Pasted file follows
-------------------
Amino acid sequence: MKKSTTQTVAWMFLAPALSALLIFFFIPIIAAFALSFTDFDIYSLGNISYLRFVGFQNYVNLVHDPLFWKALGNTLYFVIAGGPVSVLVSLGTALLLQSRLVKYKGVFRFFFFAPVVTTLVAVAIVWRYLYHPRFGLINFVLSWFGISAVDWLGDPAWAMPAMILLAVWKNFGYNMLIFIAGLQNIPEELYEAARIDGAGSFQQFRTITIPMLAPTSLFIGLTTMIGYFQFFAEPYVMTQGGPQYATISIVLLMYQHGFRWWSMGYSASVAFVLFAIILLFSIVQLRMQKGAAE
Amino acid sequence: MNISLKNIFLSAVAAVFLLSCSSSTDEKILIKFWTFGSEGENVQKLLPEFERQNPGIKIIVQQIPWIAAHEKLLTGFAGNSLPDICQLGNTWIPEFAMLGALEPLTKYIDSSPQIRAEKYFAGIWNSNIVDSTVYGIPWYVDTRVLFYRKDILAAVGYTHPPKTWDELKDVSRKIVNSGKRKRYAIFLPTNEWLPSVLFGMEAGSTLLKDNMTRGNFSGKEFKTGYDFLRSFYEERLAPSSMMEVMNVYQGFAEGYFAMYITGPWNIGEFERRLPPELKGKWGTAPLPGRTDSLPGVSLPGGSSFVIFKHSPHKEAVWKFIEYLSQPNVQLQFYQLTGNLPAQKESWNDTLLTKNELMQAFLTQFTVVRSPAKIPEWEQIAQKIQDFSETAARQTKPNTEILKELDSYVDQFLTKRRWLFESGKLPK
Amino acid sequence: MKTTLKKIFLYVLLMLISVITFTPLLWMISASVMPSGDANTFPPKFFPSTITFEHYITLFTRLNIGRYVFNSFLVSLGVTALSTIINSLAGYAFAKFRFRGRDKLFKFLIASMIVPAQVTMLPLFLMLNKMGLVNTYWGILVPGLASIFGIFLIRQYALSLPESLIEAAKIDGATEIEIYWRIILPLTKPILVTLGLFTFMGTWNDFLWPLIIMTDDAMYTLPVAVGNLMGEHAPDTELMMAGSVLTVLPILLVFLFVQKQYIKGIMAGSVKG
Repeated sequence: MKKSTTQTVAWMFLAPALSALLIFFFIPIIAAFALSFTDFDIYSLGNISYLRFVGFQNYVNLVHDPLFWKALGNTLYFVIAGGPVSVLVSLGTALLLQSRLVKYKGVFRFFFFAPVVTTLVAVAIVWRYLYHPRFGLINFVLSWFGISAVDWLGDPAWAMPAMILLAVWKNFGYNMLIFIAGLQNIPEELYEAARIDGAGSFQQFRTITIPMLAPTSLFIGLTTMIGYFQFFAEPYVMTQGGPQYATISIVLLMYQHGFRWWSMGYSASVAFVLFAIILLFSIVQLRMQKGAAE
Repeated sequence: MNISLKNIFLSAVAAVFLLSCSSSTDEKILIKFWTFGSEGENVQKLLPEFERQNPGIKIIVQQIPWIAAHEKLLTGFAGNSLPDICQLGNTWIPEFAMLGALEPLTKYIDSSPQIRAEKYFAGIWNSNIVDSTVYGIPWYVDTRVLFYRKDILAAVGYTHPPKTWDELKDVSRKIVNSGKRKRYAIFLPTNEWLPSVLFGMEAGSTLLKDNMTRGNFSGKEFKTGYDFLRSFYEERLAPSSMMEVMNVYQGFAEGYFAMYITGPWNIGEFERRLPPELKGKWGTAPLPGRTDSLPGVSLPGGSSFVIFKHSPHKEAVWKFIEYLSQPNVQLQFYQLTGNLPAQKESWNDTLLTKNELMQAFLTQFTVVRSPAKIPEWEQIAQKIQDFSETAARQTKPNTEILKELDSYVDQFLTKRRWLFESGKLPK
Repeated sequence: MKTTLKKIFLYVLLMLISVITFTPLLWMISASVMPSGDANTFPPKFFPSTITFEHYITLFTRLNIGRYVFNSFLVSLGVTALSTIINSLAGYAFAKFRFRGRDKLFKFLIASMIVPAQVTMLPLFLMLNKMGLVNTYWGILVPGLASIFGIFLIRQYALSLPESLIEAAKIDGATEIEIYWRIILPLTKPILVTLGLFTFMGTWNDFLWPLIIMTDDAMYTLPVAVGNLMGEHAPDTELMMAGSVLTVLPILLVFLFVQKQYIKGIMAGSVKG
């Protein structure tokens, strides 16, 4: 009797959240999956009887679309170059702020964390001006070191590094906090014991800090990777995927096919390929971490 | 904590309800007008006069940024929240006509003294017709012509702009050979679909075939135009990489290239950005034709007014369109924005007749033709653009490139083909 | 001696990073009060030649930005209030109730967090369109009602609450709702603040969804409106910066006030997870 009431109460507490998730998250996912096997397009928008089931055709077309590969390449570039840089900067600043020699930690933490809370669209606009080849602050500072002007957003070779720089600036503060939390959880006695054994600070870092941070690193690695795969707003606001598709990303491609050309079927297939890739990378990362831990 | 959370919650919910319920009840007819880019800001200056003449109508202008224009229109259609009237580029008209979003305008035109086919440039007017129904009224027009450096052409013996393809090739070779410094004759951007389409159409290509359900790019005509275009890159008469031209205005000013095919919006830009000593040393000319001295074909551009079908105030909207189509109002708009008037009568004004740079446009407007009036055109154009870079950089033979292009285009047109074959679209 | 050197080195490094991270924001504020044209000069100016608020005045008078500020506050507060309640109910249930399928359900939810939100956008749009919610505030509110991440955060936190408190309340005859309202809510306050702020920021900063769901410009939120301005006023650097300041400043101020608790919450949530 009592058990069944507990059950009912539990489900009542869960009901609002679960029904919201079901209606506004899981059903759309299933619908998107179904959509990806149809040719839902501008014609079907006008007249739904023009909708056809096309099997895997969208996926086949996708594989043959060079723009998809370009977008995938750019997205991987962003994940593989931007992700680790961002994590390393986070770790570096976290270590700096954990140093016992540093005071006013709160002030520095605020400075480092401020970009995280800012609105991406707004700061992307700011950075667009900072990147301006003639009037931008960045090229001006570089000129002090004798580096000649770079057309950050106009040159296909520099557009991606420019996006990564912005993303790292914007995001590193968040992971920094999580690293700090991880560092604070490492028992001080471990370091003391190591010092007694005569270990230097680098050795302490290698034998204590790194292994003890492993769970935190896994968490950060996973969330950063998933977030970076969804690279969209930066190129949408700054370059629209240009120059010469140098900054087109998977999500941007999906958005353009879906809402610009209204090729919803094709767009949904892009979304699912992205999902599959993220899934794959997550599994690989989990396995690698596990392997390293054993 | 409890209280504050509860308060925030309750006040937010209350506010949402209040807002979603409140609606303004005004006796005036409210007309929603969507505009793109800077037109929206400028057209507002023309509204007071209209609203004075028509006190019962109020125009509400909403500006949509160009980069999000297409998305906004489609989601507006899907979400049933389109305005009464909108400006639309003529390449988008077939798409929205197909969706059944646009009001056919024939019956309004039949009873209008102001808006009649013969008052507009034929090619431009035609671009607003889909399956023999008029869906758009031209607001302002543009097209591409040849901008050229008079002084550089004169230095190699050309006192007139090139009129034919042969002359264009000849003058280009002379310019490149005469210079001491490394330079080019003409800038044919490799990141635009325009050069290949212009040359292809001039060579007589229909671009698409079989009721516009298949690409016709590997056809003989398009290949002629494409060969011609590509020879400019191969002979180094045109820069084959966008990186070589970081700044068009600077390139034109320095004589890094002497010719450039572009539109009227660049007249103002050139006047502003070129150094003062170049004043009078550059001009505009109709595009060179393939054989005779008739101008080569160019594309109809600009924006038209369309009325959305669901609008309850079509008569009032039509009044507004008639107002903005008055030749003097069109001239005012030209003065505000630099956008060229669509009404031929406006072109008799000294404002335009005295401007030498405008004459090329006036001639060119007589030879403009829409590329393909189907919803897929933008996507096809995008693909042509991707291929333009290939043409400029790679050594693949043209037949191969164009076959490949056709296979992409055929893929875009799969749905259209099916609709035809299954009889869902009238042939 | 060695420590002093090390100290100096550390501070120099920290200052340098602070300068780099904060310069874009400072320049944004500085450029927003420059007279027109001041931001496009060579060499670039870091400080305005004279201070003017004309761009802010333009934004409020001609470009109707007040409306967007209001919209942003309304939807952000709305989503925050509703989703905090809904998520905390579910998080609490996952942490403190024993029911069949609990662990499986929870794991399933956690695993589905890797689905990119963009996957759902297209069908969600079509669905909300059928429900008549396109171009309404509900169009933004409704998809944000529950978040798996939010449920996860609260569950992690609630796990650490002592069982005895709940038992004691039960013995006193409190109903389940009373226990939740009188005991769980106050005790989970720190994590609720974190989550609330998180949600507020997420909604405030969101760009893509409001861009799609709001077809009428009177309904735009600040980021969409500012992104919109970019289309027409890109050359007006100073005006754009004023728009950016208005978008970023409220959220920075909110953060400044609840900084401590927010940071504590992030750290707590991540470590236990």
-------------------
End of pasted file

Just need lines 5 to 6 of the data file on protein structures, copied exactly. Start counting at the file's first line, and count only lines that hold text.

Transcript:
Repeated sequence: MNISLKNIFLSAVAAVFLLSCSSSTDEKILIKFWTFGSEGENVQKLLPEFERQNPGIKIIVQQIPWIAAHEKLLTGFAGNSLPDICQLGNTWIPEFAMLGALEPLTKYIDSSPQIRAEKYFAGIWNSNIVDSTVYGIPWYVDTRVLFYRKDILAAVGYTHPPKTWDELKDVSRKIVNSGKRKRYAIFLPTNEWLPSVLFGMEAGSTLLKDNMTRGNFSGKEFKTGYDFLRSFYEERLAPSSMMEVMNVYQGFAEGYFAMYITGPWNIGEFERRLPPELKGKWGTAPLPGRTDSLPGVSLPGGSSFVIFKHSPHKEAVWKFIEYLSQPNVQLQFYQLTGNLPAQKESWNDTLLTKNELMQAFLTQFTVVRSPAKIPEWEQIAQKIQDFSETAARQTKPNTEILKELDSYVDQFLTKRRWLFESGKLPK
Repeated sequence: MKTTLKKIFLYVLLMLISVITFTPLLWMISASVMPSGDANTFPPKFFPSTITFEHYITLFTRLNIGRYVFNSFLVSLGVTALSTIINSLAGYAFAKFRFRGRDKLFKFLIASMIVPAQVTMLPLFLMLNKMGLVNTYWGILVPGLASIFGIFLIRQYALSLPESLIEAAKIDGATEIEIYWRIILPLTKPILVTLGLFTFMGTWNDFLWPLIIMTDDAMYTLPVAVGNLMGEHAPDTELMMAGSVLTVLPILLVFLFVQKQYIKGIMAGSVKG